Home » Preparing for the Legalization of Edible Cannabis – Oct 17 2019

Preparing for the Legalization of Edible Cannabis – Oct 17 2019


By Leanne Standryk


One year ago, today on October 17, 2018, the Federal Cannabis Act permitted individuals 18 years of age or older to possess up to 30 grams of cannabis.  We reported that Ontario’s Government passed legislation to increase the minimum age to 19 and further provided commentary on the impact of legalization of cannabis on the workplace.

Now one year later, the production and sale of cannabis edibles (candy, baked goods), beverages, extracts and topicals (oils, ointments, makeup) will become legal and available in stores by mid-December at the earliest.   While these new products are likely to spark interest and again cause concern for employers, it remains perfectly clear that there is NO absolute legal right to use cannabis in ANY form at work.  The Ontario Cannabis Act, 2017 will still prohibit the consumption of any form of cannabis in a workplace as defined by the Occupational Health and Safety Act.

These new products may increase the number of recreational users.  For employers, it is important to understand the impact and experience of consuming edibles. According to the Canadian Centre on Substance Use and Addiction:

  • Edible cannabis products vary widely in their appearance and ingredients, including how much THC and CBD they contain.
  • It takes a long time for your body to absorb the THC from edible cannabis and therefore the intoxicating effects or “high” can take up to 30 minutes to 2 hours and peak at about 4 hours post-ingestion.
  • The effects of ingesting cannabis can last up to 12 hours, with residual effects lasting up to 24 hours and THC is present in your body for longer than smoking or vaping.
  • For some, the effects can be more intense than inhaling a similar dose of dried cannabis.
  • Alcohol increases the intoxicating and impairing effects of cannabis. Consuming both at the same time can significantly raise the risk of over-intoxication and impairment.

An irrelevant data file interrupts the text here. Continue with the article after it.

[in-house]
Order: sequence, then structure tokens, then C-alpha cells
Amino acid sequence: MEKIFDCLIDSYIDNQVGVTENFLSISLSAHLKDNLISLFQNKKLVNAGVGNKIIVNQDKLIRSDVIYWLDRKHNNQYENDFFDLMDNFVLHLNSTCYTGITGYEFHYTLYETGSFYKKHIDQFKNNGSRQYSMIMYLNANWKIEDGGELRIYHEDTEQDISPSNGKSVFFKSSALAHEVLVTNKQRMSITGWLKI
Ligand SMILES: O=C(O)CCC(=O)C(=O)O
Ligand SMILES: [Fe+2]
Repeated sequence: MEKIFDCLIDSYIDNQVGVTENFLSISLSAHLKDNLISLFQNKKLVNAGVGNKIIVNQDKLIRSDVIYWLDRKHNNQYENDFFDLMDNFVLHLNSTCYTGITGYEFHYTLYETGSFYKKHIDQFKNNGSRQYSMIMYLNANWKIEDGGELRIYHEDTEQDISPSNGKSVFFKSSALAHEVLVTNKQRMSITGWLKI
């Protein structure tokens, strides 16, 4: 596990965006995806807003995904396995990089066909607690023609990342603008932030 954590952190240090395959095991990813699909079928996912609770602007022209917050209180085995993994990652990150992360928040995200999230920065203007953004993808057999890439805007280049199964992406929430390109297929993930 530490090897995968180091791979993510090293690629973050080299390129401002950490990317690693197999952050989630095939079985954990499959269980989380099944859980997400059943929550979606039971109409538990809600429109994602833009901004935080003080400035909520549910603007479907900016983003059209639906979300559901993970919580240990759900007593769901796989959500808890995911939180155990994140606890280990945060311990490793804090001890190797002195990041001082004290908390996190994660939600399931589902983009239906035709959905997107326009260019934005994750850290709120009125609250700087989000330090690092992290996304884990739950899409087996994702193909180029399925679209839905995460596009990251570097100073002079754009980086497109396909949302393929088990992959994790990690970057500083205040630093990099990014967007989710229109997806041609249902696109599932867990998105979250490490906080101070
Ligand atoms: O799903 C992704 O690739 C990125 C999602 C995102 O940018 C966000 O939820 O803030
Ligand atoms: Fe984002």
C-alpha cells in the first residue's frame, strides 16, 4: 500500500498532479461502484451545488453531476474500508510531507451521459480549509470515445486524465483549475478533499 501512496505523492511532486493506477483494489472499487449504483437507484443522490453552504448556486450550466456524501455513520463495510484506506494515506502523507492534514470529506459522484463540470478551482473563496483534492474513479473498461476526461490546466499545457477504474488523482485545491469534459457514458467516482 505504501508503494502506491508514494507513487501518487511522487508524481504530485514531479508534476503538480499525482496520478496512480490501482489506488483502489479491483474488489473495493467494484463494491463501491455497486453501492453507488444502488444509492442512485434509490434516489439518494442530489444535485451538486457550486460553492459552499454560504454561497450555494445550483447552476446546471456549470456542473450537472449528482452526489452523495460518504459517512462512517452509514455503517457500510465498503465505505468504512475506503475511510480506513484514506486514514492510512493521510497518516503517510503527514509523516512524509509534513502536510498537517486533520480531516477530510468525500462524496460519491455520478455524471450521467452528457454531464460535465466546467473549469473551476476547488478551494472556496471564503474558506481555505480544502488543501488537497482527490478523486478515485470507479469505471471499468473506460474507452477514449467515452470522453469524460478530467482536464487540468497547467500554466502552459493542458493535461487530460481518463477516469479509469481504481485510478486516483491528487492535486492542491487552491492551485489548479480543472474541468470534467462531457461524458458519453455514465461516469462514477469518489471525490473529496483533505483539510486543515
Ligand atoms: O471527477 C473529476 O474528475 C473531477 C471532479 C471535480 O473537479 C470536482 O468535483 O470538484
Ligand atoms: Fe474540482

• Over intoxication can include anxiety, panic, nausea, vomiting and paranoia.
  • Edibles can produce positive urine tests for longer periods of time.

Canadian Centre on Substance Use and Addiction 2019 ISBN 978-1-77178-563-1

Unlike cannabis that is inhaled or vaped, edibles may be undetected through smell.  This will create new challenges for employers who try to identify signs of impairment in the workplace.

The fact that it may be undetected through smell may also increase the risk of inadvertent and/or unknowing consumption.

It has also been reported that “daily” or “near-daily” cannabis use increases the risk of dependence and can bring on or worsen disorders related to anxiety or depression” (CCESUA 2019 ~ Clearing the Smoke on Cannabis: Regular Use and Mental Health).

While the introduction of the new cannabis products into the market will present new challenges for employers, the approach to cannabis and impairment in the workplace will not change.  Prohibition of cannabis in the workplace will shift from concerns of illegality to prohibiting impairment in the workplace as identified in our article “Legalization of Cannabis and the Workplace – A Game Changer?”

As we face these new challenges, employers are encouraged to remind employees that we “all” have a responsibility to maintain safety in the workplace.  Educate employees on how the various forms of cannabis impact the body, particularly edibles.  Evaluate your policies. Clearly communicate your workplace policy and ensure that everyone is aware of their obligations, rights and responsibilities. Provide training to managers and supervisors on identifying signs of impairment.  Facilitate an environment where employees are encouraged to voluntarily disclose concerns of substance dependency in order to identify, detect and promote accommodation of addiction concerns and improved wellness.


Leanne Standryk is a senior partner within the Lancaster Brooks & Welch LLP, Labour & Employment Department and she may be contacted at 905-641-1551.


We confirm with you that the content of this article is to provide general information and should not be considered legal advice.  Employers are encouraged to contact a member of our labour and employment group with any questions.


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